Running after birthIt’s the moment I’ve been waiting for: at long last I can pound the pavements again. After hanging up my trainers at 36 weeks pregnant I then had four weeks ‘off’ after Little B’s birth and went for my first run exactly four weeks later. Without a bump I felt like I was flying.

My running bible throughout pregnancy has been Runner’s World Guide to Running & Pregnancy by Chris Lundgren, one of only a handful of books I’ve been able to find on the subject. She advises waiting until you’ve stopped bleeding and then adding another week before attempting your first post-partum run, and then if you have any fresh blood afterwards wait another week before going out again. I followed this advice with both BB and Little B, and it seems a sensible approach to me.

I was careful to stick to my pregnancy pace – you’re actually more at risk of injury in the months immediately after giving birth than you are during pregnancy – and not to take too big strides owing to my recent date with the needle and thread, but wow. As it did after BB was born, it felt brilliant.

Even though I hadn’t run at all for eight weeks I managed my pregnancy route surprisingly easily, and since then I’ve been gradually building up my pace and extending my distance. Each time I go out I’m shaving a couple of minutes off the run as things get back to how they were before, and running further as a result. At this rate I reckon I’ll be back up to speed by the new year.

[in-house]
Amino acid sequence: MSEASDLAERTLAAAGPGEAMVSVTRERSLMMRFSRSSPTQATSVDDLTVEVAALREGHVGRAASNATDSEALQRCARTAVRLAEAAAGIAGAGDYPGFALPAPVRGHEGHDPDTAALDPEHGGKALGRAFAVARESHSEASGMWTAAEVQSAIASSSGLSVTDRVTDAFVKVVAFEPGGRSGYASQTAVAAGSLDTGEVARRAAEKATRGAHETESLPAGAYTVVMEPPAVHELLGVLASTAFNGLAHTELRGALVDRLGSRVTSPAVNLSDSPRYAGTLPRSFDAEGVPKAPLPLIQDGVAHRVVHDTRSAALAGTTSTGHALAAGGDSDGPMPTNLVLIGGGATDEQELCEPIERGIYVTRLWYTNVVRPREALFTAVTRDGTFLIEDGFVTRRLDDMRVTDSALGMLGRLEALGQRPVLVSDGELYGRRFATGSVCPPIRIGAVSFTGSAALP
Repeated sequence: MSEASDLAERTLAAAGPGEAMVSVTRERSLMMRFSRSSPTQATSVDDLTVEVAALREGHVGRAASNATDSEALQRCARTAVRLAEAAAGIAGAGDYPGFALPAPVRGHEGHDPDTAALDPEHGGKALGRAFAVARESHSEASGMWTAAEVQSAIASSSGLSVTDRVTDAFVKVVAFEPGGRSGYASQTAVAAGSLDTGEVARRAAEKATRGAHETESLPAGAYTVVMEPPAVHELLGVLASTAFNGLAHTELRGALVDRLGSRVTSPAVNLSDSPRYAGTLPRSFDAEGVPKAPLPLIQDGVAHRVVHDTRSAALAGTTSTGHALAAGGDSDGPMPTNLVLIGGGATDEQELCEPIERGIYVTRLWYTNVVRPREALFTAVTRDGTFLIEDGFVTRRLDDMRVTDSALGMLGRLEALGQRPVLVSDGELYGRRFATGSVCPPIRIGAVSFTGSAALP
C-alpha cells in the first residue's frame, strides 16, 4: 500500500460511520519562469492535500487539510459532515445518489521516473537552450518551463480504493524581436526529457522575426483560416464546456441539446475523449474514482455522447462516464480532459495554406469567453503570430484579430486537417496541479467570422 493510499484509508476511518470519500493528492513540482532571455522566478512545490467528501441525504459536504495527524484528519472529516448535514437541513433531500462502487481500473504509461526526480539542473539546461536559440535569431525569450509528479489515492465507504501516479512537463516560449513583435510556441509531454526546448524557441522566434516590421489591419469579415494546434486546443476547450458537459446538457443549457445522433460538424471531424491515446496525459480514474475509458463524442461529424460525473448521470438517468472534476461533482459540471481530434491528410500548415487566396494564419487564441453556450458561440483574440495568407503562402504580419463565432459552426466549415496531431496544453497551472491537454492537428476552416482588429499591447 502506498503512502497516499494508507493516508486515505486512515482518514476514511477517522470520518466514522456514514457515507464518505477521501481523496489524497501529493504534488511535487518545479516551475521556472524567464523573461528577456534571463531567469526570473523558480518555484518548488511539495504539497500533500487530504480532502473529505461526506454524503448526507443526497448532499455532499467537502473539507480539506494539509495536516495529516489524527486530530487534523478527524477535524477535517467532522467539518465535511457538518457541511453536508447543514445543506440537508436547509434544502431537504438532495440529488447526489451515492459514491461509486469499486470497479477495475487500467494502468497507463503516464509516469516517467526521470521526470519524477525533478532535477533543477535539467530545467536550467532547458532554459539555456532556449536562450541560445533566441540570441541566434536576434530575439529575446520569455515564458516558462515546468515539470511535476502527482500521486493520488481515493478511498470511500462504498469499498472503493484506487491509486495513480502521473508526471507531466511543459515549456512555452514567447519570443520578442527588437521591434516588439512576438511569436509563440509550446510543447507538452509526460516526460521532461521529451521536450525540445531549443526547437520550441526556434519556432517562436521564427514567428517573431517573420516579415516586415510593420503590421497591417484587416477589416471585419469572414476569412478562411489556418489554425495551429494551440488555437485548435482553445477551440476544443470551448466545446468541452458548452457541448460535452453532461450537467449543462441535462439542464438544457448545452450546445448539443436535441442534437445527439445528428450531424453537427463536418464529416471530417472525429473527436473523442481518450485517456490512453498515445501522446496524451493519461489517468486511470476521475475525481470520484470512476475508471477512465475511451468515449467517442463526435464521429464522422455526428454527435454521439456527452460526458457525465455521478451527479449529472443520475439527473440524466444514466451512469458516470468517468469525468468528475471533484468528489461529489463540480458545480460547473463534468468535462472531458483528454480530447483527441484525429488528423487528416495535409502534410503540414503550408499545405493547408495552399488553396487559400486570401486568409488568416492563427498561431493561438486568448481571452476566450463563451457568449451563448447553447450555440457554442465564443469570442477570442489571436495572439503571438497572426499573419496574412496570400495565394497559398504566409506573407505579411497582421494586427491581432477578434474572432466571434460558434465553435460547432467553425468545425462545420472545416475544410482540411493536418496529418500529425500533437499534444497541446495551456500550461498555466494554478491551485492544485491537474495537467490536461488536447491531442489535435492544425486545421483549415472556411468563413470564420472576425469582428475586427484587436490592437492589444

The thing to remember when running and breastfeeding is to eat more – not only are you burning up calories by producing milk, you’ll be burning them up during and after running too. My book advises an extra 100 calories for every mile you run, which basically means you can have you cake and eat it.

I do miss running without a baby on board, but at the same time it’s great to leave the baby at home and have an hour to myself too. Just make sure that if, like me, you’re breastfeeding, you have a jolly good feed first. Otherwise you’ll know about it.